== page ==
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The Journal of laryngology and otology [journal]
- Vertical nystagmus during the seated-supine positional (straight head-hanging) test in patients with benign paroxysmal positional vertigo. [JOURNAL ARTICLE]
- J Laryngol Otol 2014 Jul 22.:1-5.
Objective: This study describes the clinical features of up-beating vertical nystagmus observed during the seated-supine positional (straight head-hanging) test in patients with benign paroxysmal positional vertigo. Methods: A total of 190 patients with benign paroxysmal positional vertigo symptoms who had presented between 2009 and 2012 were enrolled for this retrospective case series. Twelve patients with positional up-beating vertical nystagmus, as confirmed by video-nystagmography during the seated-supine positional test, were selected. Results: The incidence and duration of symptoms of multiple canal benign paroxysmal positional vertigo were significantly lower compared with the other types of benign paroxysmal positional vertigo (p = 0.029 and p = 0.048 respectively). Trauma was the leading aetiological factor in those patients (p = 0.012). The average number of therapeutic manoeuvres required for the relief of symptoms in patients with multiple canal involvement was significantly higher than in the other groups (p = 0.041). Conclusion: In patients with benign paroxysmal positional vertigo, the presence of vertical up-beating nystagmus while lying down is a unique peripheral sign and could indicate multiple canal involvement. Therefore, the seated-supine positional test should always be included in the test battery.
- Two-week referrals for suspected head and neck cancer: two cycles of audit, 10 years apart, in a district general hospital. [JOURNAL ARTICLE]
- J Laryngol Otol 2014 Jul 22.:1-5.
Objective: To analyse trends in two-week rule referrals for head and neck cancer over 10 years. Method: Data from two-week referrals received by the Wirral University Hospital NHS Trust between 1 January and 30 June 2012 were compared with similar data from 2002. Results: A total of 357 referrals were received during the 6-month audit period, compared with 149 during the whole of 2002. Cancer pick-up rates were 9 per cent and 5 per cent in the first and second cycles, respectively. Conclusion: The annual number of two-week referrals made to our department increased by over 450 per cent in 10 years, but the resulting cancer pick-up rate fell by nearly 50 per cent. Whilst cancer patients need to be seen quickly, the current system is inefficient in parts. Modifications to the treatment pathway should be considered to improve patient care quality and reduce pressure on ENT departments.
- Laryngeal sensory neuropathy in patients with diabetes mellitus. [JOURNAL ARTICLE]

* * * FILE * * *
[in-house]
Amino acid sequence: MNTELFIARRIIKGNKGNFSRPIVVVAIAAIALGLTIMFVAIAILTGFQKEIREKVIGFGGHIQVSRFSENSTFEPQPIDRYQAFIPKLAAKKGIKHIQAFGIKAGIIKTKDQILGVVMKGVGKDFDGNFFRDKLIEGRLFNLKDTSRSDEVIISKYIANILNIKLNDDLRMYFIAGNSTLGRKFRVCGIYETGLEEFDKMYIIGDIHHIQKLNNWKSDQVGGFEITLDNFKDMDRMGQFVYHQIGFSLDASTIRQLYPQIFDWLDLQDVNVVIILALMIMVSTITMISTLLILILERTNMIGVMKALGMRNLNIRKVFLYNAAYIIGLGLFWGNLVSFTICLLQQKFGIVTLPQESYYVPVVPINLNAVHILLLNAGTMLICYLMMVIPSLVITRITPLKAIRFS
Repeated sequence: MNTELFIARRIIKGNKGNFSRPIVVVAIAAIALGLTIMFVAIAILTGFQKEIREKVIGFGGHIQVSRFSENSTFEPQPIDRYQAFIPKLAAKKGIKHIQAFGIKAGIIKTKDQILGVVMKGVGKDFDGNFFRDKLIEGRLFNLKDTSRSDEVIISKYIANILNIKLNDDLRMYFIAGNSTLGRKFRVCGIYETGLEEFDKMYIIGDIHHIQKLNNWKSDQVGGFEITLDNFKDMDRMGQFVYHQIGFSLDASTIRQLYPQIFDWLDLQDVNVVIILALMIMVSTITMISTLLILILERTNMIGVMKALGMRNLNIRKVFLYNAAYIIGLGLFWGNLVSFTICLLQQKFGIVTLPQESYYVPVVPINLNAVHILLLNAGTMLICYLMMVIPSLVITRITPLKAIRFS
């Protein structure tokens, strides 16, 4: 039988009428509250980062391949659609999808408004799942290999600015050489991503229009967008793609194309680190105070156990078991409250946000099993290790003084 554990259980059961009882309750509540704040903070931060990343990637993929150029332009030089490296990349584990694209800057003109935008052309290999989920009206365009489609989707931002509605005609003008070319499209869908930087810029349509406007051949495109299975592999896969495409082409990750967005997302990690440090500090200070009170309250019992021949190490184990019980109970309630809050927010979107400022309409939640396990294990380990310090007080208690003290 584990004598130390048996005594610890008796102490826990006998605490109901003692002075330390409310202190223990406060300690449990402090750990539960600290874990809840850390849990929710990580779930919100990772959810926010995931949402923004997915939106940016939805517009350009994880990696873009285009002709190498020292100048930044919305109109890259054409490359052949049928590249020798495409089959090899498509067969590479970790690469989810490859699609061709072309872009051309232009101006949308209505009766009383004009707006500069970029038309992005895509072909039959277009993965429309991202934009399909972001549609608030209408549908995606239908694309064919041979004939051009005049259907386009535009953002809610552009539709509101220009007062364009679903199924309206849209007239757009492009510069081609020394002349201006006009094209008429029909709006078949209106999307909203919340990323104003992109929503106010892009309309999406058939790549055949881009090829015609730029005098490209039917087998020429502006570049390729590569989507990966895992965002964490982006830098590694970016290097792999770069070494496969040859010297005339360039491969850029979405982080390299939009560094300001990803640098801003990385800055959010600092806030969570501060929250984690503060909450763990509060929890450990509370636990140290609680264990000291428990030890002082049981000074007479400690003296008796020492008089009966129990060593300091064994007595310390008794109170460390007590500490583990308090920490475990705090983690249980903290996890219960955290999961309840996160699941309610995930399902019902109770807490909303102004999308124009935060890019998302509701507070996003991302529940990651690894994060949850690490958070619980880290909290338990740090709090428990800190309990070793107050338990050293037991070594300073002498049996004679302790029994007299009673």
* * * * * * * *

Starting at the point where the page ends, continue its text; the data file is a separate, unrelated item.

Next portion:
- J Laryngol Otol 2014 Jul 22.:1-5.
Objective: To determine the prevalence of laryngeal sensory neuropathy in patients with type 2 diabetes mellitus. Methods: A cross-sectional study was performed, comprising 50 patients diagnosed with type 2 diabetes mellitus and 36 healthy controls. In the diabetic group, glycaemic control level, disease duration and presence of neuropathy were assessed. Participants were diagnosed with laryngeal sensory neuropathy if they had a cough, globus pharyngeus or throat clearing lasting for more than six weeks, in the absence of laryngopharyngeal reflux disease, allergies, asthma, angiotensin-converting enzyme inhibitor intake or psychogenic disorders. Results: In the diabetic group, the mean age ± standard deviation was 44.66 ± 10.07 years. Sixty per cent of patients were male, 42 per cent had had diabetes for more than five years and 52 per cent had average to poor glycaemic control. The prevalence of laryngeal sensory neuropathy was 42 per cent in the diabetic group, compared with 13.9 per cent in controls; this difference was statistically significant (p = 0.005). There was no association between the prevalence of laryngeal sensory neuropathy and glycaemic control level, disease duration or presence of neuropathy. Conclusion: Laryngeal sensory neuropathy is more common in patients with type 2 diabetes mellitus than in controls.
- Presentation and initial assessment of ENT problems in patients with granulomatosis with polyangiitis (Wegener's). [JOURNAL ARTICLE]
- J Laryngol Otol 2014 Jul 22.:1-8.
Background: Granulomatosis with polyangiitis (formerly known as Wegener's granulomatosis) is a primary systemic vasculitis that affects medium to small sized vessels throughout the body. It often presents with symptoms and signs involving the ear, nose, and head and neck area. Objective: To highlight salient features of ENT-related issues in granulomatosis with polyangiitis, and raise awareness of the condition. Methods: A case report of a patient with limited disease and an insidious onset is presented, along with a review of the current literature. In addition, basic initial management is described. Results: Eighty-six publications were used to describe salient features of ENT-related issues in granulomatosis with polyangiitis. Conclusion: The time to diagnosis has not reduced significantly in the last 10 years in the UK. A high index of suspicion is required for an earlier diagnosis of granulomatosis with polyangiitis.
- Investigation of demodex species frequency in patients with a persistent itchy ear canal treated with a local steroid. [JOURNAL ARTICLE]
- J Laryngol Otol 2014 Jul 17.:1-4.